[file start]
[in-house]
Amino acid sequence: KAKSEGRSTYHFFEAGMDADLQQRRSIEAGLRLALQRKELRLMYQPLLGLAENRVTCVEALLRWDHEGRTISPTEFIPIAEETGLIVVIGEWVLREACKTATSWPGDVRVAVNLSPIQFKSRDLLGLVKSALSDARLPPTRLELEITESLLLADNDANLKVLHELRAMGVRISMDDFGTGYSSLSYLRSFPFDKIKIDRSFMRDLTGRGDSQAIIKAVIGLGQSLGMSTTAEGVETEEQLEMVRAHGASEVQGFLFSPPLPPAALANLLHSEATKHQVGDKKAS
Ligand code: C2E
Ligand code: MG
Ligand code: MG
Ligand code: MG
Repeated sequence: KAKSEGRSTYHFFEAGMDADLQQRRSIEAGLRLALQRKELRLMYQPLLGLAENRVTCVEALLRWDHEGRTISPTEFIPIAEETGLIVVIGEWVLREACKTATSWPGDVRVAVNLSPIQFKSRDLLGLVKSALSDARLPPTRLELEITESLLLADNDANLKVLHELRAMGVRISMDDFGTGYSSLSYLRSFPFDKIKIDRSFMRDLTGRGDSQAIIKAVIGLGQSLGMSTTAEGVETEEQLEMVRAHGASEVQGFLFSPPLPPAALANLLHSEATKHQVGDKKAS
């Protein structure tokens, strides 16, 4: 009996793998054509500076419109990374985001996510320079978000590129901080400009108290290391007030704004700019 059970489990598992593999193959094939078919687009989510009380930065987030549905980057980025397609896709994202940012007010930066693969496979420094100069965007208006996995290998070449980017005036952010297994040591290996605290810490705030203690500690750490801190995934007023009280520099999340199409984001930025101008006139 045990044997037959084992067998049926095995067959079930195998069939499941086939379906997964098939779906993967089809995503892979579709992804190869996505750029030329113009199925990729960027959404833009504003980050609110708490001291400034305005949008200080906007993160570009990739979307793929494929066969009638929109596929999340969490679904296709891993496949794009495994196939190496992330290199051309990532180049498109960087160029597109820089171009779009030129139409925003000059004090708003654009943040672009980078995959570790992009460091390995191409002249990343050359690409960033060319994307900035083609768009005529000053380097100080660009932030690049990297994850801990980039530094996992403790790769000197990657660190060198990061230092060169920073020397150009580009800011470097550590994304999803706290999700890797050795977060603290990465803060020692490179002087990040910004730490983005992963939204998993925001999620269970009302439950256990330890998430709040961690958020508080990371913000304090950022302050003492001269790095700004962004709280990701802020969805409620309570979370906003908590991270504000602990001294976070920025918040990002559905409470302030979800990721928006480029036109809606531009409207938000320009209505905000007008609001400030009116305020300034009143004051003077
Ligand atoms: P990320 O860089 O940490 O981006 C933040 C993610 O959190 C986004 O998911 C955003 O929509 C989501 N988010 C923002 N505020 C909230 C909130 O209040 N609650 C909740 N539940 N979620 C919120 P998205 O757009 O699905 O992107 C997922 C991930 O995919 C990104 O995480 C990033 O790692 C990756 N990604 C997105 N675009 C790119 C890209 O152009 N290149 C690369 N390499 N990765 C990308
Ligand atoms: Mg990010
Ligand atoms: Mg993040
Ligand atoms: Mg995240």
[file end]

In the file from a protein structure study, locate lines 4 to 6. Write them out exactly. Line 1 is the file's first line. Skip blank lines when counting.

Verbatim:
Ligand code: MG
Ligand code: MG
Ligand code: MG